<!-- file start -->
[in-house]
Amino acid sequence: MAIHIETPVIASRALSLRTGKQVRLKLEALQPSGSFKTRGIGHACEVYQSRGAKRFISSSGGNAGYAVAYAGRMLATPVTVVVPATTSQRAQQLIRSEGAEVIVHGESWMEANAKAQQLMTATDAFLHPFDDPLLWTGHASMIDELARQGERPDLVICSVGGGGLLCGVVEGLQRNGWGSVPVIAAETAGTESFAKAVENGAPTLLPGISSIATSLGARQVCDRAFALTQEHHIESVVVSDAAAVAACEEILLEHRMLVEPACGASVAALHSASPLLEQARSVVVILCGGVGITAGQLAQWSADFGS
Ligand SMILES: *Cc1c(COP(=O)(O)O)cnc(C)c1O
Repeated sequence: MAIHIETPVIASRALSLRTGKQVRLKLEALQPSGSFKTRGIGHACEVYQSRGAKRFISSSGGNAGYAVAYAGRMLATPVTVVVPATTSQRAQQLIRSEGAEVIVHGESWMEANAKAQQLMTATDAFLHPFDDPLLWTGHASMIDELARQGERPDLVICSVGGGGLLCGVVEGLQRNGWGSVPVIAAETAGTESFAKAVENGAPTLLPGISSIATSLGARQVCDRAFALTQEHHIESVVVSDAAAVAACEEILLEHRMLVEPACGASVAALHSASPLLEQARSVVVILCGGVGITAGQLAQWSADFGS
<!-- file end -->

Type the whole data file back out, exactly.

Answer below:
[in-house]
Amino acid sequence: MAIHIETPVIASRALSLRTGKQVRLKLEALQPSGSFKTRGIGHACEVYQSRGAKRFISSSGGNAGYAVAYAGRMLATPVTVVVPATTSQRAQQLIRSEGAEVIVHGESWMEANAKAQQLMTATDAFLHPFDDPLLWTGHASMIDELARQGERPDLVICSVGGGGLLCGVVEGLQRNGWGSVPVIAAETAGTESFAKAVENGAPTLLPGISSIATSLGARQVCDRAFALTQEHHIESVVVSDAAAVAACEEILLEHRMLVEPACGASVAALHSASPLLEQARSVVVILCGGVGITAGQLAQWSADFGS
Ligand SMILES: *Cc1c(COP(=O)(O)O)cnc(C)c1O
Repeated sequence: MAIHIETPVIASRALSLRTGKQVRLKLEALQPSGSFKTRGIGHACEVYQSRGAKRFISSSGGNAGYAVAYAGRMLATPVTVVVPATTSQRAQQLIRSEGAEVIVHGESWMEANAKAQQLMTATDAFLHPFDDPLLWTGHASMIDELARQGERPDLVICSVGGGGLLCGVVEGLQRNGWGSVPVIAAETAGTESFAKAVENGAPTLLPGISSIATSLGARQVCDRAFALTQEHHIESVVVSDAAAVAACEEILLEHRMLVEPACGASVAALHSASPLLEQARSVVVILCGGVGITAGQLAQWSADFGS